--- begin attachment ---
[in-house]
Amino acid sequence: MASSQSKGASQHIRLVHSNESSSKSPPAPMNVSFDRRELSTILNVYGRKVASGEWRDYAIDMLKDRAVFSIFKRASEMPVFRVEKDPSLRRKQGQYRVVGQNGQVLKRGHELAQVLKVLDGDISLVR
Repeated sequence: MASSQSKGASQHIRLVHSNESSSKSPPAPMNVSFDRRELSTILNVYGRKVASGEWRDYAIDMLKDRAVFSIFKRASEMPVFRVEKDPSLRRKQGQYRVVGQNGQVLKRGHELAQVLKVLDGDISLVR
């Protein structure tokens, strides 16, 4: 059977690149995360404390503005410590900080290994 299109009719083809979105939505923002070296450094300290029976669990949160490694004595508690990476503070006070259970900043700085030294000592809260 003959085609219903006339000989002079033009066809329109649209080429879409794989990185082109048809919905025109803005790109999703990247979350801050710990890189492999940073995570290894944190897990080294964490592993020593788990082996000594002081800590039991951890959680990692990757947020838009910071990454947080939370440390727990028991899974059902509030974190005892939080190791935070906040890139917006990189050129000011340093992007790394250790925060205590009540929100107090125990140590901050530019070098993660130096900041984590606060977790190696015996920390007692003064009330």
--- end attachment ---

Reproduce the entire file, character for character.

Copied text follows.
[in-house]
Amino acid sequence: MASSQSKGASQHIRLVHSNESSSKSPPAPMNVSFDRRELSTILNVYGRKVASGEWRDYAIDMLKDRAVFSIFKRASEMPVFRVEKDPSLRRKQGQYRVVGQNGQVLKRGHELAQVLKVLDGDISLVR
Repeated sequence: MASSQSKGASQHIRLVHSNESSSKSPPAPMNVSFDRRELSTILNVYGRKVASGEWRDYAIDMLKDRAVFSIFKRASEMPVFRVEKDPSLRRKQGQYRVVGQNGQVLKRGHELAQVLKVLDGDISLVR
């Protein structure tokens, strides 16, 4: 059977690149995360404390503005410590900080290994 299109009719083809979105939505923002070296450094300290029976669990949160490694004595508690990476503070006070259970900043700085030294000592809260 003959085609219903006339000989002079033009066809329109649209080429879409794989990185082109048809919905025109803005790109999703990247979350801050710990890189492999940073995570290894944190897990080294964490592993020593788990082996000594002081800590039991951890959680990692990757947020838009910071990454947080939370440390727990028991899974059902509030974190005892939080190791935070906040890139917006990189050129000011340093992007790394250790925060205590009540929100107090125990140590901050530019070098993660130096900041984590606060977790190696015996920390007692003064009330």